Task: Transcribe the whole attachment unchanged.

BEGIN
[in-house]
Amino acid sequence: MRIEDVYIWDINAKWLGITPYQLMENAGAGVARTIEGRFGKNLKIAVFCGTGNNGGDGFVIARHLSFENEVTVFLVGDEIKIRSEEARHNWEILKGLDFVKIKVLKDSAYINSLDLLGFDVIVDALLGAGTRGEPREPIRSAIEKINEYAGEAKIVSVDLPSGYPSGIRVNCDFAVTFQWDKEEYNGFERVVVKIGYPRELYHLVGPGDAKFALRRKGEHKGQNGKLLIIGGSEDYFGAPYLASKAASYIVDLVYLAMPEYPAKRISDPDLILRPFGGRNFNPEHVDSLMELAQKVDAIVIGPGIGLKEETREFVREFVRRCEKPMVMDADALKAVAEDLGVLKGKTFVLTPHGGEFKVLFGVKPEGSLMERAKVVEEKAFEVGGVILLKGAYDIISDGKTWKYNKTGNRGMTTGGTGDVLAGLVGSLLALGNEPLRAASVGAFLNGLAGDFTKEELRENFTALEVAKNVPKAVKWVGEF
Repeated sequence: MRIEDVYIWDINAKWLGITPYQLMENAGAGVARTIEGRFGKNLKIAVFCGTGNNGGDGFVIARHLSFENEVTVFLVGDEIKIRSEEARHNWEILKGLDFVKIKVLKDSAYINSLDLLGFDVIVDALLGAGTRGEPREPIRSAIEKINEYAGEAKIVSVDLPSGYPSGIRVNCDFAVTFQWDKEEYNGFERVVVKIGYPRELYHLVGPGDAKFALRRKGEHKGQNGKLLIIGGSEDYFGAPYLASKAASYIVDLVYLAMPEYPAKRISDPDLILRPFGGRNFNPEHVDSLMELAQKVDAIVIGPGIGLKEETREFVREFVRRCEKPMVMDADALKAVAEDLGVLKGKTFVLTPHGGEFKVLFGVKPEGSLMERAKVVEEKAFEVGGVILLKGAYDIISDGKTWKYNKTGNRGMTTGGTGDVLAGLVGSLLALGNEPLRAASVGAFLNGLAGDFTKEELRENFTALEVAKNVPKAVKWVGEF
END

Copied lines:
[in-house]
Amino acid sequence: MRIEDVYIWDINAKWLGITPYQLMENAGAGVARTIEGRFGKNLKIAVFCGTGNNGGDGFVIARHLSFENEVTVFLVGDEIKIRSEEARHNWEILKGLDFVKIKVLKDSAYINSLDLLGFDVIVDALLGAGTRGEPREPIRSAIEKINEYAGEAKIVSVDLPSGYPSGIRVNCDFAVTFQWDKEEYNGFERVVVKIGYPRELYHLVGPGDAKFALRRKGEHKGQNGKLLIIGGSEDYFGAPYLASKAASYIVDLVYLAMPEYPAKRISDPDLILRPFGGRNFNPEHVDSLMELAQKVDAIVIGPGIGLKEETREFVREFVRRCEKPMVMDADALKAVAEDLGVLKGKTFVLTPHGGEFKVLFGVKPEGSLMERAKVVEEKAFEVGGVILLKGAYDIISDGKTWKYNKTGNRGMTTGGTGDVLAGLVGSLLALGNEPLRAASVGAFLNGLAGDFTKEELRENFTALEVAKNVPKAVKWVGEF
Repeated sequence: MRIEDVYIWDINAKWLGITPYQLMENAGAGVARTIEGRFGKNLKIAVFCGTGNNGGDGFVIARHLSFENEVTVFLVGDEIKIRSEEARHNWEILKGLDFVKIKVLKDSAYINSLDLLGFDVIVDALLGAGTRGEPREPIRSAIEKINEYAGEAKIVSVDLPSGYPSGIRVNCDFAVTFQWDKEEYNGFERVVVKIGYPRELYHLVGPGDAKFALRRKGEHKGQNGKLLIIGGSEDYFGAPYLASKAASYIVDLVYLAMPEYPAKRISDPDLILRPFGGRNFNPEHVDSLMELAQKVDAIVIGPGIGLKEETREFVREFVRRCEKPMVMDADALKAVAEDLGVLKGKTFVLTPHGGEFKVLFGVKPEGSLMERAKVVEEKAFEVGGVILLKGAYDIISDGKTWKYNKTGNRGMTTGGTGDVLAGLVGSLLALGNEPLRAASVGAFLNGLAGDFTKEELRENFTALEVAKNVPKAVKWVGEF